This is coming from someone, who as you will know, if you've spent any time with me at all; has spent way too much time planning. And trying to fit more things than are humanly possible into a given time frame. And who never gives up trying to be better organized.
I like being organized and I like thinking through what is most important to get on with, but that's not what I mean. I'm talking about those longer term plans. Goodness, even a week can go seriously awry, let alone five years.
In one of my journals there is a page on which, at 36 years old, I made a four year plan. It was 1986, and I was looking four years ahead to being 40.  When I found the list again some time later, I looked at the goals and shook my head. Not because I hadn't reached most of them, but because I couldn't imagine why some of them were on the list! In their place I had done things that were far more interesting and important. I mean, "Get an F licence?" Really? I don't know why I wanted to do that! :)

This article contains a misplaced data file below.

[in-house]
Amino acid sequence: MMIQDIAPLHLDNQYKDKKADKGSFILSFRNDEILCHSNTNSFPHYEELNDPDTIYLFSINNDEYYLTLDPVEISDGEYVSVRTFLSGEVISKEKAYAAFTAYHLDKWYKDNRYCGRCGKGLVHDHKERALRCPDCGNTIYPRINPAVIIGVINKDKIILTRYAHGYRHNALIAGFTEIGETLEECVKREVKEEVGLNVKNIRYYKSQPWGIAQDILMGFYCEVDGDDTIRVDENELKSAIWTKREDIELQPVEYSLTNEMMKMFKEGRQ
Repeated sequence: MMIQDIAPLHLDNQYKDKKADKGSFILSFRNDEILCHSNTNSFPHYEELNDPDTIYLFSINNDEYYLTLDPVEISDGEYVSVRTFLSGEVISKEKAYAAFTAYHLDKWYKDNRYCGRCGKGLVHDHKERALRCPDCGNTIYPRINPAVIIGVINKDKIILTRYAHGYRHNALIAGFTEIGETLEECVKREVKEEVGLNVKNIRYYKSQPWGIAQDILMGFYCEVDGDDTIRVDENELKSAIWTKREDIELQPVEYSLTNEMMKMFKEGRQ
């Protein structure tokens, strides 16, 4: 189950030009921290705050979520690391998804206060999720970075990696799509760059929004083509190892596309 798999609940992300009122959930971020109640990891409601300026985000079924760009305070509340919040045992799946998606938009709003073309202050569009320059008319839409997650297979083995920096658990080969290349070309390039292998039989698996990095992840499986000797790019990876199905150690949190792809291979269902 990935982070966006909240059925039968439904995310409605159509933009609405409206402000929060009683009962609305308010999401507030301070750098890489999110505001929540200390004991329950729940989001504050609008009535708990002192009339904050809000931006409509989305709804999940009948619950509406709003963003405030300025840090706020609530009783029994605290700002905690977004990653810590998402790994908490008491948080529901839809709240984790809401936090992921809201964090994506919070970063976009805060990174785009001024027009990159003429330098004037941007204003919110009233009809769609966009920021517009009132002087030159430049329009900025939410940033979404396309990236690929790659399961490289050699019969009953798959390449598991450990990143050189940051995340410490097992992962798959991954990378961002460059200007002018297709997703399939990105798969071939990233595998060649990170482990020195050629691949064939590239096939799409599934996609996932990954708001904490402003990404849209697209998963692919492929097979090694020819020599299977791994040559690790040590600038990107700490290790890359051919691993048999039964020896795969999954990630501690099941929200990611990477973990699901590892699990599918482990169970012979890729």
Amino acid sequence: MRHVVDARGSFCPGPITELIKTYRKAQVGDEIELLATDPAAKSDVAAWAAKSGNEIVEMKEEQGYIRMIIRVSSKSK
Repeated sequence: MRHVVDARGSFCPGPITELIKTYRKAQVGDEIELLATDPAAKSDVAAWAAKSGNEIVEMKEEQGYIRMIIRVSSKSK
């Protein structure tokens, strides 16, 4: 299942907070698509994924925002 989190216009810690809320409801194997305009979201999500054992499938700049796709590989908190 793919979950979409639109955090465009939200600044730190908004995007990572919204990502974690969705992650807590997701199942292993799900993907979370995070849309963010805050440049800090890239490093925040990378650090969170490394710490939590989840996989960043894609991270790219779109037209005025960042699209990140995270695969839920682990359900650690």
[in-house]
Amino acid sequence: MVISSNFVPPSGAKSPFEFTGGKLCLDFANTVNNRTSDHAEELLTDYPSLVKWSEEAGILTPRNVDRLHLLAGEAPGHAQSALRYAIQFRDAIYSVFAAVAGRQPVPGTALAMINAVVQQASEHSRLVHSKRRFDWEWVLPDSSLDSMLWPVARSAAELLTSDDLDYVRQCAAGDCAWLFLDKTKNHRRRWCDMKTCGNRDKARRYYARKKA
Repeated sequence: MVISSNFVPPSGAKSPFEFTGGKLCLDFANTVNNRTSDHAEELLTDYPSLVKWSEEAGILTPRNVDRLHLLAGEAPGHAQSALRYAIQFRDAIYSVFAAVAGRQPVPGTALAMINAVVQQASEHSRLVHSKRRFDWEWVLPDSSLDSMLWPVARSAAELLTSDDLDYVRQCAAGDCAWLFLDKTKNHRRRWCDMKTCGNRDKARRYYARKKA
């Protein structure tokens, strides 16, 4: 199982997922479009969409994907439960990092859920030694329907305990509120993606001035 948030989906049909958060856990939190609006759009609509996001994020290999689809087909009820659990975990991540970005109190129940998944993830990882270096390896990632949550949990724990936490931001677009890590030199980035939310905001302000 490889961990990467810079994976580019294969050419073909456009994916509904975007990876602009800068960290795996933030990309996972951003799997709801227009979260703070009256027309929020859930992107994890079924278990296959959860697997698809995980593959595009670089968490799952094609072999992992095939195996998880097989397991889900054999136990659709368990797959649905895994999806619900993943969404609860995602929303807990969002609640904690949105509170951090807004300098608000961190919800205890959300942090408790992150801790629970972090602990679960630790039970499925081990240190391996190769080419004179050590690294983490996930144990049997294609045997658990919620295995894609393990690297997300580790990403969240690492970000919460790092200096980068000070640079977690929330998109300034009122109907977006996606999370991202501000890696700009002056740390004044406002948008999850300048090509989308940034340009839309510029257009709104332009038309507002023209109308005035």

So I don't even worry about thinking that far ahead. Life has far too many variables to add to the adventure, so why even think of squeezing yourself into such a tight box of limited possibilities?
Planning and then trying to stick to the plan can lead to frustration and a sense of failure if you are rigid, so I think that it's wise to plan flexibly, giving God permission to interrupt your plans. I couldn't help bringing him into the conversation because he really is important to this point. I firmly believe that he has a plan and that it is good.
There is an adage that says that if you fail to plan, you plan to fail, but that, my friends, has not proven true in my life.

Sunday, January 12, 2014

Life Lessons--Prologue; a word about Faith

After writing about my Exclamation Marks and saying that I would write about the life lessons they represent to me, I was suddenly struck with self doubt.

"What was I thinking, that I thought I had 'life lessons' to share with anyone?" I thought.

As I share the thoughts that did come to mind over the next little while, let me say that just because they are things I believe to be true or helpful, does not mean I practice them well, although I try!